Sam Bailey is a musician,teacher and event curator.
[His creative practice is divided between playing music, teaching music and devising and curating experimental art events / creating performance arts events and building communities.]
His current musical practice focuses on solo and collaborative improvisation with amplified prepared piano. Alongside a recent album [hyperlink] and regular solo performances Sam has worked in this context with over 100 different collaborators including Evan Parker (saxophone), John Butcher (saxophone), Graham Lambkin (field recordings, voice), Hyelim Kim (Taegum), Kristin Fredericksson (puppetry), Tina Krasevec and David Leahy (dance), Jesse Dunford-Wood (chef), Miles Irving (wild food expert), Toma Gouband (rocks and sticks), London Contemporary Voices (choir), Hand of Stabs (progressive pagan skiffle).
[Ben Rowley (16mm film), Ben Horner (podcast documentary), Angela Pickard and Canterbury Dance Company, Matt Wright (turntables and electronics),] Kelvin Corcoran, David Herd, Simon Smith, Juha Virtanen, Carol Watts, Kat Peddie (poets). He also plays alongside Mark Holub (drums) and Liran Donin (bass) in the jazz-rock group Jack Hues and the Quartet.
He is much in demand as a teacher. He currently lectures, teaches piano and runs ensembles at Canterbury Christ Church University, teaches A-level music at Simon Langton Grammar School for Boys, teaches piano privately and gives occasional lectures for other institutions.
Sam is the founder-director of Free Range: a charity based in the South East of England that presents world-class experimental music, film and poetry events with a policy of free-entry.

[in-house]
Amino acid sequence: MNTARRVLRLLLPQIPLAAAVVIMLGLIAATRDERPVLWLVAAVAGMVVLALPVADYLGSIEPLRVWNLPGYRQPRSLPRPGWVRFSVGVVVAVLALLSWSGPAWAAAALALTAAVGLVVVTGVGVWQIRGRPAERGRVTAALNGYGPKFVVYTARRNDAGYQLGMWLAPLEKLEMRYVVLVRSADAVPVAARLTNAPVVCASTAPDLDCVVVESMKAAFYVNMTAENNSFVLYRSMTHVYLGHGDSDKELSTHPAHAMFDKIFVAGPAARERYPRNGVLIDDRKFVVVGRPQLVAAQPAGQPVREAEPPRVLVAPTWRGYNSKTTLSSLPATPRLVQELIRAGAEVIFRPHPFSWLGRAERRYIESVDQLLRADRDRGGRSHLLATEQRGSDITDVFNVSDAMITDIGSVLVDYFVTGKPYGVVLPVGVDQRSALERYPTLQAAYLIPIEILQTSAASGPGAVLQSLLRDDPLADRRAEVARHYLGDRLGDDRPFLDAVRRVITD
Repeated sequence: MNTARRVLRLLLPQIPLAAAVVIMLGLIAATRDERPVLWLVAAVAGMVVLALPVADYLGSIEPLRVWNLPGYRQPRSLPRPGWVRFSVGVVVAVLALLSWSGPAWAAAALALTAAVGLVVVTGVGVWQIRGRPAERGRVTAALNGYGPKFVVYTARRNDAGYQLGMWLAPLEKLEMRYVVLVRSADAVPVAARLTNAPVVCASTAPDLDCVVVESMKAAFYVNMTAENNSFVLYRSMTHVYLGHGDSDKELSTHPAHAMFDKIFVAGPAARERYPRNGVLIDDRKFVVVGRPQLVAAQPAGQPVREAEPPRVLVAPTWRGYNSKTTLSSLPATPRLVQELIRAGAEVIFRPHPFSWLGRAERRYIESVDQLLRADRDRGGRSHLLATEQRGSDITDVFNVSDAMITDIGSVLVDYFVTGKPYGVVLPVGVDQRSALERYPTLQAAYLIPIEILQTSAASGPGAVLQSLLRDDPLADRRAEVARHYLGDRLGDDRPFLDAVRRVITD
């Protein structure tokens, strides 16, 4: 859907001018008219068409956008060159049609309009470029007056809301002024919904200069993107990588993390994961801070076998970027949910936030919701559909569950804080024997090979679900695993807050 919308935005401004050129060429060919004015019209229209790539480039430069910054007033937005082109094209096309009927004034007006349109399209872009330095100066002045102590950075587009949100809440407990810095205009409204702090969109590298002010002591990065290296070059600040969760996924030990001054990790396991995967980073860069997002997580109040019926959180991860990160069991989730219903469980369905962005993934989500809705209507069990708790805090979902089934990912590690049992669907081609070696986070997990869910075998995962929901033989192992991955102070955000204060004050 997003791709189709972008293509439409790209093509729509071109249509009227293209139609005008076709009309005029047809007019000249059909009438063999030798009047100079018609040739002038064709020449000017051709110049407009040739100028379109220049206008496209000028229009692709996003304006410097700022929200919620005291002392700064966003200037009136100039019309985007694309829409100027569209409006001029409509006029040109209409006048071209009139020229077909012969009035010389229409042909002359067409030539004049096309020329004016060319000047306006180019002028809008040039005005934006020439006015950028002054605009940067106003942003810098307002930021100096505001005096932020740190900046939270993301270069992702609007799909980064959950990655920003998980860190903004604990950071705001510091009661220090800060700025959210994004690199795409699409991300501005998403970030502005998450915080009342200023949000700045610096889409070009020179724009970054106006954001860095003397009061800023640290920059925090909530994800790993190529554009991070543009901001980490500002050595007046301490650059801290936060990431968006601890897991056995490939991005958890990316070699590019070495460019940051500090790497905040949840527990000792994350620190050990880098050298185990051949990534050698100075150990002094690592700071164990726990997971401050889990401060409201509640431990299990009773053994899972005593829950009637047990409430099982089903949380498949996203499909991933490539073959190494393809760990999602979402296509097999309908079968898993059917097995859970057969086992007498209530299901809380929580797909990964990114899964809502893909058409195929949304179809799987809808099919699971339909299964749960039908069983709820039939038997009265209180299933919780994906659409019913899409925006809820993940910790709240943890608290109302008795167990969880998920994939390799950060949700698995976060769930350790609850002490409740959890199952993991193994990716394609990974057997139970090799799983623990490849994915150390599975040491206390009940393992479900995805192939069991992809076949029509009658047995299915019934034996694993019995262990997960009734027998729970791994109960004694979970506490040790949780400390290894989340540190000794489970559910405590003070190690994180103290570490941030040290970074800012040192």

Sam strongly believes that his work as an event organiser and community builder is part of his creative practice, that event curation and community building can be a creative practices.
Sam founded, and is the current director of, Free Range: a charity that presents innovative, world-class experimental arts events with a policy of free-entry in Canterbury, Kent, UK.
Free Range has worked with more than 665 artists to present over 168 events reaching approximately 8400 audience members. We have become a registered charity; worked closely with local festivals, universities, record labels and artist collectives; started our own record label and released two albums; received a Cultural Pioneer award; organized a one-day festival; made significant contributions to several local festivals; presented live broadcasts on local radio and built an online archive of 368 live recordings that have received 34,000 listens in over 50 countries. Most importantly Free Range has helped to create a strong regional community of artists, audience members, institutions and organizations that care about new music and poetry.
The values and aesthetic of the organisation:
Listening to rich, complex stuff like improvised music or modern poetry is an active, creative process of finding and making meaning whilst remaining present and alert to a dense flow of ambiguities and associations. It is demanding, or it should be demanding. It requires openness, patience, generosity, deftness, imagination and discrimination. Such listening is important work: it keeps us awake, keeps our habits of perception pliable and helps us to engage with the world afresh.
And this has added power when it takes place amongst a community of people, gathering regularly for the purpose of engaging in this kind of listening.
Should it be a surprise that this uncompromising aesthetic is engaging and accessible to a broad range of audience members and artists? Free Range certainly seems to have tapped into a hunger for independent cultural events presented with integrity, humour, openness, playfulness, provocation and a sense of experimentation. The last event of our most recent season featured an 24-piece ensemble of local musicians, poets, dancers and a puppeteer performing to an enthusiastic audience of children, students, young adults, retired people and everyone in-between, all of whom joined in a communal singing piece to finish the season together.